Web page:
According to a report in the Financial Times, Cuba’s commercial creditors have hired Rodrigo Olivares-Caminal, a professor at Queen Mary University of London, to help organize an effort to negotiate settlement terms for Cuba’s defaulted private sector claims.
A country’s debt is made up of official debts it has with other countries (bilateral) and commercial debts with banks and other private creditors. When a country defaults, creditors have traditionally organized themselves into two groups based on the type of debt. Official bilateral creditors, called Paris Club creditors, organize a non-binding rescheduling framework. Each member negotiates the particulars bilaterally with the debtor in question, and the honor system compels the members to abide by the club’s terms.
Commercial creditors organize into a London Club. Rodrigo Olivares-Caminal will be the chief negotiator for the London Club. London Club – like Paris Club – workouts are not binding but are important for perception and resolution of debts.
As of 2012, sovereign debt restructurings have been a pervasive method of resolution worldwide, amounting to more than 600 cases in 95 countries. Of these, 186 debt exchanges were with private creditors while 447 agreements restructured bilateral debt with the Paris Club.
Cuba defaulted on all its debts in the 1980s.
The Cuba Group of the Paris Club creditors includes 14 of the 19 sovereign, industrialized nations that have existing defaulted debt with Cuba. France is the largest single creditor. The US is not part of the Cuba Group of the Paris Club creditors included in last year’s negotiation.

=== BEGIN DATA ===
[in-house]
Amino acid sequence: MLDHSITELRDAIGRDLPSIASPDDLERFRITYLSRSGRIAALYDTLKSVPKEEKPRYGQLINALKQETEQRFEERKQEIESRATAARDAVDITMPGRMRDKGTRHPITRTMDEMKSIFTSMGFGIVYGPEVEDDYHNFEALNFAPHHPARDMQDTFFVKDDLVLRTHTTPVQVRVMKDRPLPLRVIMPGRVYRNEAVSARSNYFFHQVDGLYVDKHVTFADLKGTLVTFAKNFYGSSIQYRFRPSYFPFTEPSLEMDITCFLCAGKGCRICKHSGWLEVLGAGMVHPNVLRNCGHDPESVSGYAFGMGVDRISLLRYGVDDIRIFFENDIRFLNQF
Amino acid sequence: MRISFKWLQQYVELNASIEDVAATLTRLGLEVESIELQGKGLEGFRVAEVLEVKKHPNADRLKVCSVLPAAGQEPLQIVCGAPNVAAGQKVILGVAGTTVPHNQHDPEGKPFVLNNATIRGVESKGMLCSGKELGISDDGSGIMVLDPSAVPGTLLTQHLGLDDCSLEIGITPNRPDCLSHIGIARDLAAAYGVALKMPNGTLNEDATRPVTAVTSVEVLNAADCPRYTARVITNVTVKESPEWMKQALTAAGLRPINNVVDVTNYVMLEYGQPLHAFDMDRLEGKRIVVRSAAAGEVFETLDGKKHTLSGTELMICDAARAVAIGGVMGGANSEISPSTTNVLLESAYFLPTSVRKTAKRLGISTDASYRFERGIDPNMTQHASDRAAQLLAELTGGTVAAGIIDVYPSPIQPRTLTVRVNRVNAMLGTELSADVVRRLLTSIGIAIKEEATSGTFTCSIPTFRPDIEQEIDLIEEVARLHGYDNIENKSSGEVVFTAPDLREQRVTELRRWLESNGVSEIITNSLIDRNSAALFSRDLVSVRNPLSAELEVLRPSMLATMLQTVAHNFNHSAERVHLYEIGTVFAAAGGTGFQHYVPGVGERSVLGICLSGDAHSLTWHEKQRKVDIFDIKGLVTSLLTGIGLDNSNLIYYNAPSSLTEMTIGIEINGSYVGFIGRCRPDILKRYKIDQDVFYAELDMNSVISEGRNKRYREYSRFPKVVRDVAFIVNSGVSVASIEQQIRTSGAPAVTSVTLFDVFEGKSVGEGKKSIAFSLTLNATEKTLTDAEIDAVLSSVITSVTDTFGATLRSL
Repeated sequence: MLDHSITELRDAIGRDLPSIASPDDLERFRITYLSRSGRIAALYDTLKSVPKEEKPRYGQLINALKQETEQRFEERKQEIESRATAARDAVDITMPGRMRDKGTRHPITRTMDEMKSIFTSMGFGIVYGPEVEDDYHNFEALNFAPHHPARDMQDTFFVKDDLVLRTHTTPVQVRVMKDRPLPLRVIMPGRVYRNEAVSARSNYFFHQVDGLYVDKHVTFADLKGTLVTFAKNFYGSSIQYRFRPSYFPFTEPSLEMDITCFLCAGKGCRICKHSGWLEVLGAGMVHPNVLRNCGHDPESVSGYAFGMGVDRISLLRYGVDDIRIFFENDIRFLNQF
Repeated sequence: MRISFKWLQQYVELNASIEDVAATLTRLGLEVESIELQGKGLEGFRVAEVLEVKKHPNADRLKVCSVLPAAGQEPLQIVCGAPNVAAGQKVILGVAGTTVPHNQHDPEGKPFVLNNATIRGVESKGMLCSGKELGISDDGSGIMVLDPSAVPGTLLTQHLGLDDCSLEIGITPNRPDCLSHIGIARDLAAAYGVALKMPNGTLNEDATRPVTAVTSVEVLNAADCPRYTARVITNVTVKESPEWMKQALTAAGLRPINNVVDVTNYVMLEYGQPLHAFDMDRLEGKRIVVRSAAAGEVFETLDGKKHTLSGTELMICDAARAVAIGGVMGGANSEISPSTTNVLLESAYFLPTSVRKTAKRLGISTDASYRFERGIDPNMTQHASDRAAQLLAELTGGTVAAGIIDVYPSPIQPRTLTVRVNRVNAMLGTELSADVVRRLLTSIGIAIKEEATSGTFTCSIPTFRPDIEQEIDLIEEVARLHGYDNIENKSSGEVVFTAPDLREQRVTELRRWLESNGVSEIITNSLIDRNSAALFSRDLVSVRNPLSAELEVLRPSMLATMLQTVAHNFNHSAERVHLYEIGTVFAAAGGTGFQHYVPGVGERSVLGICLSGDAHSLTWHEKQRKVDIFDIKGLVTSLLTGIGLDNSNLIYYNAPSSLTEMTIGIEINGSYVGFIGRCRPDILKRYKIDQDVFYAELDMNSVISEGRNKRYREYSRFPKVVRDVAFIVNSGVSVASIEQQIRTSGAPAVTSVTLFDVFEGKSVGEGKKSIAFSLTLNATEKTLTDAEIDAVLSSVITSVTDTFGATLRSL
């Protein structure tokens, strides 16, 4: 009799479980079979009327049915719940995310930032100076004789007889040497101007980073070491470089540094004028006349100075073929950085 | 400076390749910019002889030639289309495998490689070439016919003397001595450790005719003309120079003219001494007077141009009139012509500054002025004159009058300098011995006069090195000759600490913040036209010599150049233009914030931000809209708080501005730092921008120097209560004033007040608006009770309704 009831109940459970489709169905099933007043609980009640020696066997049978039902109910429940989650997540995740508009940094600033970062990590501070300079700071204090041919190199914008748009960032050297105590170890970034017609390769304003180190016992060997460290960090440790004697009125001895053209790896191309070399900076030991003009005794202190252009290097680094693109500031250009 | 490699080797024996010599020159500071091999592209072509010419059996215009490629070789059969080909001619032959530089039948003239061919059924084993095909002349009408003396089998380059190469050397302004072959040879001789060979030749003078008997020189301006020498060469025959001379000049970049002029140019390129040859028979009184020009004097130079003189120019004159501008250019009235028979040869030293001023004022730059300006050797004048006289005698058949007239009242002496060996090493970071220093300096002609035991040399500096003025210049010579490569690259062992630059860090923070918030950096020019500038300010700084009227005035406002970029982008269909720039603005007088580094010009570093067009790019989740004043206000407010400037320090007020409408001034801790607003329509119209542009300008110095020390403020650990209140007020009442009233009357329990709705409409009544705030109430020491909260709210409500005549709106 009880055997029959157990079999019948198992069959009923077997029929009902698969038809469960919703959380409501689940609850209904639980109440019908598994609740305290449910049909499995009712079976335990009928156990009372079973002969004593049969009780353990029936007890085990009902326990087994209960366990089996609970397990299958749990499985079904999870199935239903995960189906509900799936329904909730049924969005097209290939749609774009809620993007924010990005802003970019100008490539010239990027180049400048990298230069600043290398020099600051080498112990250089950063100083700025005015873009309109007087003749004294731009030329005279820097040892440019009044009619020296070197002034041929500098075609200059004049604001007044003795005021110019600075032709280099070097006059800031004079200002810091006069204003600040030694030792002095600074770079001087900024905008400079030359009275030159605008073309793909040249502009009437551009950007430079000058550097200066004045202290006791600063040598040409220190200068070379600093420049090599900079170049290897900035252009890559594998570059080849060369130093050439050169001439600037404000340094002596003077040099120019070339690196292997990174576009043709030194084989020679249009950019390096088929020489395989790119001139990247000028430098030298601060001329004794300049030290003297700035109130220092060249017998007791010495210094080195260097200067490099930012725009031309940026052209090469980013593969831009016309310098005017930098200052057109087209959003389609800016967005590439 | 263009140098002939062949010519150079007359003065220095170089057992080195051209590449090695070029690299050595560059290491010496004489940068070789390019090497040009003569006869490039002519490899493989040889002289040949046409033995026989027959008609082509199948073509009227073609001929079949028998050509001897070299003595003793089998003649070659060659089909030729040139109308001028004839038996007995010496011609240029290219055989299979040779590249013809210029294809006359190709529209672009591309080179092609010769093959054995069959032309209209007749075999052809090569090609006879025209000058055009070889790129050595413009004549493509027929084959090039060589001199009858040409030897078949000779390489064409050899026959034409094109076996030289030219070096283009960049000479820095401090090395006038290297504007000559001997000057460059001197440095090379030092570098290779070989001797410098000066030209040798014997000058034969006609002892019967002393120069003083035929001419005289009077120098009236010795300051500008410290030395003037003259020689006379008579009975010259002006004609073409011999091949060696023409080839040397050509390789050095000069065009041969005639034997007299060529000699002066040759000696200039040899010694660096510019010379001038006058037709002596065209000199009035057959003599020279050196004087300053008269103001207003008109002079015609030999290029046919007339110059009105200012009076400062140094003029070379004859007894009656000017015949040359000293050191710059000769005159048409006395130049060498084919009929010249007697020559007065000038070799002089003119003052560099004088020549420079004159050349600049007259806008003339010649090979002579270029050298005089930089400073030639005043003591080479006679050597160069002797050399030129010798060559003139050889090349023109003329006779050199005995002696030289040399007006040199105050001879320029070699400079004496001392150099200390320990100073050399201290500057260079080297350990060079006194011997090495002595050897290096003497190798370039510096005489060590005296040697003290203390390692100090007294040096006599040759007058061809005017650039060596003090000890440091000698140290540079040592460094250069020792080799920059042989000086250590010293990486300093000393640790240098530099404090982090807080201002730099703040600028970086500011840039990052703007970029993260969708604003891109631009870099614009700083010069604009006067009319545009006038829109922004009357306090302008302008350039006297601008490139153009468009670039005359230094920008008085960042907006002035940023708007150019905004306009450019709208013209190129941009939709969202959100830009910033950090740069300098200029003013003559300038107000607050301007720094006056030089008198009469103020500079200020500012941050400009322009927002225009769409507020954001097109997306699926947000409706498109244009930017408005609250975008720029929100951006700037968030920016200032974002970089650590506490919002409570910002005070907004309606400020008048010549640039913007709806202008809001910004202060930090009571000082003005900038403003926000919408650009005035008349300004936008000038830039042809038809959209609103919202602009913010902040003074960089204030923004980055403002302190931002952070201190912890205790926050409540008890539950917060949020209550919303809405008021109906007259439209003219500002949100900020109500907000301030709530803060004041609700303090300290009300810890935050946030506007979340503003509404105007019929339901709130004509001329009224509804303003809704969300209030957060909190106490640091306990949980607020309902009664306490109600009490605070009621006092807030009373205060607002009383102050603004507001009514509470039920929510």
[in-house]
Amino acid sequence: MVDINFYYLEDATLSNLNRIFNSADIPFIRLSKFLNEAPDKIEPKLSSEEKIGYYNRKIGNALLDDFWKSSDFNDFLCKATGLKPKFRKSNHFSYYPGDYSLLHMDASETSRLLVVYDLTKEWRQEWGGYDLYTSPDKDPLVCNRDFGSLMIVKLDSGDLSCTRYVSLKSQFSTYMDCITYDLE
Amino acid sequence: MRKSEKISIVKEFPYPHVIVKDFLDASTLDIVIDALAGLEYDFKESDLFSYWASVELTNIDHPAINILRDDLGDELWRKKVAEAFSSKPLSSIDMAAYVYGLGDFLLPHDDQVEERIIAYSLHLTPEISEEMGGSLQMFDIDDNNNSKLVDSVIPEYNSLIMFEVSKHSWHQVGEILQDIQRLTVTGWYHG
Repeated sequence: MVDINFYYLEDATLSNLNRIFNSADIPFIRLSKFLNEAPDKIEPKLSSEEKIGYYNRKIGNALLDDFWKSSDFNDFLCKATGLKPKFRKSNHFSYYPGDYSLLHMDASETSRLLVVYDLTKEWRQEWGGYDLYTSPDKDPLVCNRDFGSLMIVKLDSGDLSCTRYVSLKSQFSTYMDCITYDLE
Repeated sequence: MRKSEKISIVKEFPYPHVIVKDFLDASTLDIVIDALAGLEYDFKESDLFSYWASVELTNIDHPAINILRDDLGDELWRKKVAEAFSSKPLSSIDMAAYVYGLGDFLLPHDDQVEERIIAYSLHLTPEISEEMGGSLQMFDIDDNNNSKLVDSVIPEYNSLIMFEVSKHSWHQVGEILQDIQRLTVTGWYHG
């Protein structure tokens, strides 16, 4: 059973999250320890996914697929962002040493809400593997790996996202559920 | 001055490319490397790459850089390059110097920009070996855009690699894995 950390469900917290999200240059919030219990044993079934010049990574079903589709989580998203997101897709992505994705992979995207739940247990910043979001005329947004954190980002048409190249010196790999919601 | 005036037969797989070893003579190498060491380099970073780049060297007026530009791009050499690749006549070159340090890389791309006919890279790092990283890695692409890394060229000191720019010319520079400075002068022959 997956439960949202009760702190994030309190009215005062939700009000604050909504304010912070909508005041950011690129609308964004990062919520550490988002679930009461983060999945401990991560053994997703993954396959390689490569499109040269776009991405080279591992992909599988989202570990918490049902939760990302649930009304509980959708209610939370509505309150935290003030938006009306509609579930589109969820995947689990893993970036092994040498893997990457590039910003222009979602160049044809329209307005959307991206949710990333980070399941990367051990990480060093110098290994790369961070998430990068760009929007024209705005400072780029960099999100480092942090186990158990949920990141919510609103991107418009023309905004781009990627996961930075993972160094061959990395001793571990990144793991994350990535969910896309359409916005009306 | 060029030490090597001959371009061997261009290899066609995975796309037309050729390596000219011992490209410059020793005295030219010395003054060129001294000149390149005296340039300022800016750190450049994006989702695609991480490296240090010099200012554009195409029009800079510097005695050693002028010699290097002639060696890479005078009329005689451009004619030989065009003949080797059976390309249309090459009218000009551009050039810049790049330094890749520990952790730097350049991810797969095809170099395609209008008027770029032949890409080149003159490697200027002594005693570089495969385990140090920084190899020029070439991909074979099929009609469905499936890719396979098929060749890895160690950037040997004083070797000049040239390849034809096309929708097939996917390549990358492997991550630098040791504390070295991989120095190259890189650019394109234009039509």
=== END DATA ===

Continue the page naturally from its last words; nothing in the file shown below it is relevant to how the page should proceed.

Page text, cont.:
A clause permits the signatory parties to negotiate “as soon as possible” similar debt not included in the current accord.
Last year, the Paris Club negotiated terms that were generous to Cuba. Creditors have forgiven $8.5 billion of Cuba’s $11.1 billion debt. The deal covers official debt defaulted on through 1986, plus interest, service charges and penalties. All the debts were denominated in euros and other currencies.
What this means
With a Paris Club deal in place, Cuba’s return to international debt markets is warming up. A London Club deal would likely lead to Cuba’s ability to tap commercial debt markets.
Momentum is on Cuba’s side. Creditors would likely be willing to invest in infrastructure to support growth in its fast-growing tourism industry – presently 50% of the country’s economy. Once the market signals responsiveness to Cuba’s sovereign debt, the island nation could hire a bank to market and sell its bonds to private creditors. At that point, Cuba’s new debt would receive a rating that would likely be near junk status in terms of the interest investors would demand for its country and commercial risk.
The other issue is Cuba’s status with the international financial institutions (IFI) such as the IMF and the World Bank. Presently, Cuba is not a member of these organizations, so any long-term development finance from IFIs will take years to implement.